Monday, March 1, 2010

Frames: a Valentino mystery by Loren D. Estleman

Valentino is an archivist with UCLA's film preservation department. Looking for a new place to live, his realtor shows him an old movie house up for sale. When he finds a cache of twenty-four film cans labeled Greed, it seals the deal. Valentino just may have discovered the Holy Grail of silent film on his hands: the original, full-length 8- (or 10-) hour cut of Erich von Stroheim's masterpiece (basically a filming of Frank Norris's classic novel McTeague in its entirety).

Needing help with the possibly volatile silver nitrate stock, he approaches his mentor, Professor Broadhead, who loans Valentino his intern, a junior copyright-law student named Fanta. When they look deeper into Valentino's new home, the trio locate a walled-off hidden room containing a Prohibition liquor stash and eighteen more film cans.

Oh, there's also a dead body, but reporting the death would make the theater a crime scene, and make the film evidence, endangering its longevity. So, they try to hide the film from the police. But when the investigating detective learns of its existence, she gives Valentino three days to make a copy on safety stock, or she'll send a cruiser to pick up the film — and him, for obstructing justice.

Three days isn't nearly enough time to do the job, literally impossible given that each frame of the forty-two reels has to be copied individually, so the only other option left to Valentino, Broadhead, and Fanta is to solve the case themselves in the next seventy-two hours. (The "film detective" gets to try on some real gumshoes.) Meanwhile, Valentino is being visited by the ghost of Erich von Stroheim, who is rather determined that his kindling be saved.

While author Loren D. Estleman's P.I. Amos Walker's adventures fall solidly on the hard-boiled end of the mystery spectrum, Frames tends toward the opposite, "cozy," end. There's only one murder, and it happens fifty years before the story begins. In fact, Valentino, Broadhead, and Fanta will be lucky to discover if the murderer is still alive! But classic film fans will eat this one up: Estleman has loaded his characters' dialogue with film trivia and fascinating information about film preservation, including the five stages of decomposition of silver nitrate film stock (the source of the moniker "silver screen").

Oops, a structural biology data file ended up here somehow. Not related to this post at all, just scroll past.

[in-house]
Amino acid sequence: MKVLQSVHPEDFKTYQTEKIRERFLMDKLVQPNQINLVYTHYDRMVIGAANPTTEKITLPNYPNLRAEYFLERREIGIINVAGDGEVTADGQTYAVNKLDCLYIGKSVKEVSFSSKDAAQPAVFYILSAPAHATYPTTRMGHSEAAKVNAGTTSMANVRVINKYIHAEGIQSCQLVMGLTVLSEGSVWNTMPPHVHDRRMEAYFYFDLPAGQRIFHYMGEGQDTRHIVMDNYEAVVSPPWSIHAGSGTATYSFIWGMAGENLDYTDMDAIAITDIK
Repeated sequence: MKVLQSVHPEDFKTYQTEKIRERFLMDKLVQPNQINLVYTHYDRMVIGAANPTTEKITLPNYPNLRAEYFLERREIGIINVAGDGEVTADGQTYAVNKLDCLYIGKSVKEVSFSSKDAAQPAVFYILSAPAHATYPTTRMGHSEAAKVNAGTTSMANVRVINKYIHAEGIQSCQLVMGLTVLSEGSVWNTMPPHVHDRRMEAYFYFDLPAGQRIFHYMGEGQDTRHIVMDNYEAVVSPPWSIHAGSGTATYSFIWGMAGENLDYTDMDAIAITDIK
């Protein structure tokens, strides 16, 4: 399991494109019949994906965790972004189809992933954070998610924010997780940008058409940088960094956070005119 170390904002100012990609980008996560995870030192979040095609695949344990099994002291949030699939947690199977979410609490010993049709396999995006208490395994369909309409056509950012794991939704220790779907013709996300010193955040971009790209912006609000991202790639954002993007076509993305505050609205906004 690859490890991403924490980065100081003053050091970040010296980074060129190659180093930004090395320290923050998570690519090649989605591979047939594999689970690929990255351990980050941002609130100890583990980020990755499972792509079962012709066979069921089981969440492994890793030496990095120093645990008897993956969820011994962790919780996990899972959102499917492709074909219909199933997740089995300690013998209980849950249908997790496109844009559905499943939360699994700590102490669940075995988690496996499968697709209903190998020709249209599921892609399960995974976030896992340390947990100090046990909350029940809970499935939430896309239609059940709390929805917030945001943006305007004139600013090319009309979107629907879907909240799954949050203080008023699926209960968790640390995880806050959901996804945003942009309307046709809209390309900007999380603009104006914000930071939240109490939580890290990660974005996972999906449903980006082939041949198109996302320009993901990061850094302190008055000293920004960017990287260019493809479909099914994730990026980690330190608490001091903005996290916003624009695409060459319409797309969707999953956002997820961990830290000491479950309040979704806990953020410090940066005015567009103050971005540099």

This otherwise laid-back undertaking (apart from the suspense involved in whether the film will survive the storytelling) results in an emotionally intense denouement (at least as performed by William Dufris in the audiobook version of Frames) that is a surprise given all that happened before. With the addition of a romantic subplot with a crime scene investigator, the book is quite a pleasant and educational read, and I'm already looking forward to the next book in the series, Alone.


David Cranmer said...

That is a fantastic plot. I enjoy Mr. Estleman's short stories in AHMM but have never read a full length novel. Sounds like a terrific place to start.

Craig Clarke said...

Estleman certainly knows his film history. Funny, but the only other book of his I've read (and I'd forgotten this until now) was also film-related: The Rocky Mountain Moving Picture Association.

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